2  Bridge Monitoring

An intelligent structural health monitoring (SHM) mainly aims to provide an early warning for damage and reduce the possibility of a potential major collapse, leading to a loss in life and economy [52,53]. In addition to helping the engineers to better understand the structural behavior during extreme events and provide sufficient information appropriate for the decision making, including those intended to do corrective action or preventive maintenance, it reduces the likelihood of accidents and maintenance costs [54,55], and finally the serviceability, safety, and sustainability of bridges [56]. A long-term SHM system must have at least six modules [57,58], namely: (1) the sensory system,, which is used to monitor environmental temperature and humidity, bridge load vehicles, vibration, structural temperature, strain, main beam linear, support displacement, and cable tension, among other factors that affect the safety of the bridge; (2) the data acquisition and transmission system is used to sample and transmit the information sensed by the sensory subsystem; (3) the data processing and analysis system is used to process and analyze the obtained data so that the data can be conveniently used for further analysis; (4) the data management system is used to receive and store the recorded data; (5) the structural health evaluation system is used to evaluate and assess the bridge’s condition; (6) the decision-making and management system reflects the condition of the monitored objective, which the bridge manager easily utilize to decide on the objective, such as maintenance, repair, reinforcement and re-built of the objective. In general, a well-designed SHM system has the potential to [59]; (1) obtain several situ data that can be used for leading-edge research; (2) provide real-time information for safety assessment; (3) provide information for prioritizing bridge maintenance and repair; (4) detect loading, response, deterioration, and damage normalizes to ensure structural operation safety; (5) validate design assumptions and parameters that are beneficial for improving design specifications and guidelines; (6) extend the remaining life of the bridge by reducing failures due to early detection; (7) optimize inspection budgets with real-time condition data; (8) reduce unnecessary maintenance and life-cycle costs. Fig. 1 shows the main reasons for using SHM.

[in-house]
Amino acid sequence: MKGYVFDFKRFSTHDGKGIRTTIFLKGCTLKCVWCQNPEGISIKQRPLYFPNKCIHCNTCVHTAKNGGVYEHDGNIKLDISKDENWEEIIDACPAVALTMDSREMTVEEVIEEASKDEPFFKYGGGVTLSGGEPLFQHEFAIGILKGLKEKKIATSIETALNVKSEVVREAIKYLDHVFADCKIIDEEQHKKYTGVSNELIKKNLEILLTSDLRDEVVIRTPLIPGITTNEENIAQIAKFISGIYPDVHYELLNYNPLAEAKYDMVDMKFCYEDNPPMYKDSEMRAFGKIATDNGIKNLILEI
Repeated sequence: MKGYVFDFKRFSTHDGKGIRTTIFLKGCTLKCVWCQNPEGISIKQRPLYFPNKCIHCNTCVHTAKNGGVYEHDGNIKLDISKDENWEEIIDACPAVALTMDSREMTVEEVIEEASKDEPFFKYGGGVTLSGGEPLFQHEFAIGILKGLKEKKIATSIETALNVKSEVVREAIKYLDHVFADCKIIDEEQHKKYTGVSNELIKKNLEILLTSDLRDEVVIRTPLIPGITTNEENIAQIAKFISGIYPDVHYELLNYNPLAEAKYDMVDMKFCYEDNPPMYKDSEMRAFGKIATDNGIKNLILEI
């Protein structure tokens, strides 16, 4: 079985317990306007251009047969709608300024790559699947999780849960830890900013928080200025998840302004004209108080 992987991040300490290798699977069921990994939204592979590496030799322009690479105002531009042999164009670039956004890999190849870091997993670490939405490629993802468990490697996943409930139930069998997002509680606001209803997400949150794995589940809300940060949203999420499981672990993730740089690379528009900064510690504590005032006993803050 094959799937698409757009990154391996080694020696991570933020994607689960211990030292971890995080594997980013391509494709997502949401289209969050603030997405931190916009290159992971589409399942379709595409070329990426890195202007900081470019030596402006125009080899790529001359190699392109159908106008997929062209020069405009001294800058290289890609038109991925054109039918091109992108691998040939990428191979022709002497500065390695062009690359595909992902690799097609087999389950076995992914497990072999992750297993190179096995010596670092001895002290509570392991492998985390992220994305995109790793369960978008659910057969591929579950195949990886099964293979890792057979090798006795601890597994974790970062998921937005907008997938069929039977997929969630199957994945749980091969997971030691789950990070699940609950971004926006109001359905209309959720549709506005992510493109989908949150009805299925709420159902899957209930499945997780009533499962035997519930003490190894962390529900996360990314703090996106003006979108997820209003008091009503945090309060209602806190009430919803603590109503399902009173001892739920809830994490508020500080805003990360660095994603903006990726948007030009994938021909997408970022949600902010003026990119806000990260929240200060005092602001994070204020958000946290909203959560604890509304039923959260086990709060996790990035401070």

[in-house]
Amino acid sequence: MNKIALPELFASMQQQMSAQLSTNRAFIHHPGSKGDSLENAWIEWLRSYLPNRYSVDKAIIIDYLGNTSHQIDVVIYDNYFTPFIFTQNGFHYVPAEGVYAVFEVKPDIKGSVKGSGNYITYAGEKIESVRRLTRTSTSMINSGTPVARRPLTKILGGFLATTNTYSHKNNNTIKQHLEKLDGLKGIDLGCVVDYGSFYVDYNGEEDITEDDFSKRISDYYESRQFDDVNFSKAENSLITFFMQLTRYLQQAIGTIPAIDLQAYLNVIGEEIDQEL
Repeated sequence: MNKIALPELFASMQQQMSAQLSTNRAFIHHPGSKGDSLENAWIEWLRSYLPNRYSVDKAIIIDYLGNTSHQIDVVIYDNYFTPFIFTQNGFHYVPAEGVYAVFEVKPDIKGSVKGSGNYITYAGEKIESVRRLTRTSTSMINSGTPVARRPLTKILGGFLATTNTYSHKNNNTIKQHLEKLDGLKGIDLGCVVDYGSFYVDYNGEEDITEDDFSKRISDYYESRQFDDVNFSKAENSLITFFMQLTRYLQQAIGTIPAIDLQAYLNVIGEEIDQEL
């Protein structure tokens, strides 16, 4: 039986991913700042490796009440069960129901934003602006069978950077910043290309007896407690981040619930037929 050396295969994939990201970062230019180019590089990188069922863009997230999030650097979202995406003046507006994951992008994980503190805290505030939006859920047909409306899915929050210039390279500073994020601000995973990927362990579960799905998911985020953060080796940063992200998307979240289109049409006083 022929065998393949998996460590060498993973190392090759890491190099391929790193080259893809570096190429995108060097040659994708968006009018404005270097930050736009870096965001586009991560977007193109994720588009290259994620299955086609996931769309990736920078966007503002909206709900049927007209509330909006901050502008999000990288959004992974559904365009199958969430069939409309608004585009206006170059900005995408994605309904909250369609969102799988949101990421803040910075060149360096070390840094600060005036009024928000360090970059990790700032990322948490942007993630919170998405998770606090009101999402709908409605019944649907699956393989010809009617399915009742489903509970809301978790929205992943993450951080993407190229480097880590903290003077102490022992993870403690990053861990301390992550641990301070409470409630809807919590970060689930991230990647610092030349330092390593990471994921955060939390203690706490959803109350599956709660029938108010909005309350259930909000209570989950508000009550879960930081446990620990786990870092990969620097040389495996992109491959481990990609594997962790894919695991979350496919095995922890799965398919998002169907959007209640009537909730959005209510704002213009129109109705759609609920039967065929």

Figure 1: Main purposes of using SHM in civil structures

3  Damage Detection Procedure